At the morning services, Rev. Seawright presided.Rev. R. T. Kerr, pastor of Ebenezer church offered the pastoral prayer.Dr. R. C. Grier, President of Erskine College, preached the morning sermon.He recalled the steadfastness of the early members of the church and challenged the congregation to a greater faithfulness and loyalty.

In the afternoon, Rev. Seawright introduced the Centennial Program.Time was turned back as the beloved old Psalms were sung and memories fraught were sadness, as "other voices of other years" seemed to swell the music.Mrs. Edgar Stephens, a granddaughter of Rev. H. H. Robinson, gave a historical sketch of the church since its organization.Mrs. Bella Agnew Waldrop, youngest daughter of Dr. S. A. Agnew, was recognized.Four daughters of Joel M. Snipes sat together near the pulpit.They were Annie (Mrs. Johnny Roberts), Laura (Mrs. Billy Clayton), Lula(Mrs. Jeff Clayton), and Vina (Mrs. W. O. Reid).Expression of appreciation of the great influence for good this church had exercised for so many years were brought by prominent members of the neighboring churches.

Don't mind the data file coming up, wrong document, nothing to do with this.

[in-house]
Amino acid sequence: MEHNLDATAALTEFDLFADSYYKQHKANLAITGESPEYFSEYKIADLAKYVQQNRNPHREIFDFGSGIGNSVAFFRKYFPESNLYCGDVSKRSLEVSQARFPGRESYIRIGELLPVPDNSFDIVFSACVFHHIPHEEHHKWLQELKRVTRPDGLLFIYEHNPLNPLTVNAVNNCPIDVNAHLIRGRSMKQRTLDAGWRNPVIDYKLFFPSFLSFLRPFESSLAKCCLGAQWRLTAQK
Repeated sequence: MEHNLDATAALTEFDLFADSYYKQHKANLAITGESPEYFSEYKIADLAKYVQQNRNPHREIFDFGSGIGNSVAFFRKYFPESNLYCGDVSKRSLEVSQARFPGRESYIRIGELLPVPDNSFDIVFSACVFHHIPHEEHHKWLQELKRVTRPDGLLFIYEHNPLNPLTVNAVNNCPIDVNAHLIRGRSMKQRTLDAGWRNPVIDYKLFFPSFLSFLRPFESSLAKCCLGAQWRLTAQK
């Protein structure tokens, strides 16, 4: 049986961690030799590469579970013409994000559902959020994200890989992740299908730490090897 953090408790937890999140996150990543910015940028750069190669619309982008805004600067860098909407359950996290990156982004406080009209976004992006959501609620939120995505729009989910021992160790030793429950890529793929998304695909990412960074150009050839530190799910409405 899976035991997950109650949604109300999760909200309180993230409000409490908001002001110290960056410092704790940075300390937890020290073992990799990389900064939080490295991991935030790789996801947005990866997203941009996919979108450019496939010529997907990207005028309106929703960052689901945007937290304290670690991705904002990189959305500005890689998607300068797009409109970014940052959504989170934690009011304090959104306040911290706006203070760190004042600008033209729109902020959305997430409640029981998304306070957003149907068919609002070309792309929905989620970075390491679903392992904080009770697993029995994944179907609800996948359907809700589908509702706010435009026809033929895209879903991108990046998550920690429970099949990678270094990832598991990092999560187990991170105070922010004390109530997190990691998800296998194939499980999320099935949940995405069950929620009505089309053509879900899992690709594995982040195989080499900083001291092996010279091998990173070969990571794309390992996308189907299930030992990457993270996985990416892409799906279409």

There was a feeling of great gratitude to God for His mercies to this people in the century just completed and an expression of faith in His guidance for the coming years.

The close association of the A. R. P. churches of Mississippi during this hundred-year period has added to the individual strength of each church.The Starkville, Miss. Church was organized in 1842, Ebenezer in 1842, Hopewell in 1851 and Bethany in 1852.Mt. Carmel in Marshall County was organized in 1842 and Shiloh in Lafayette County about 1851.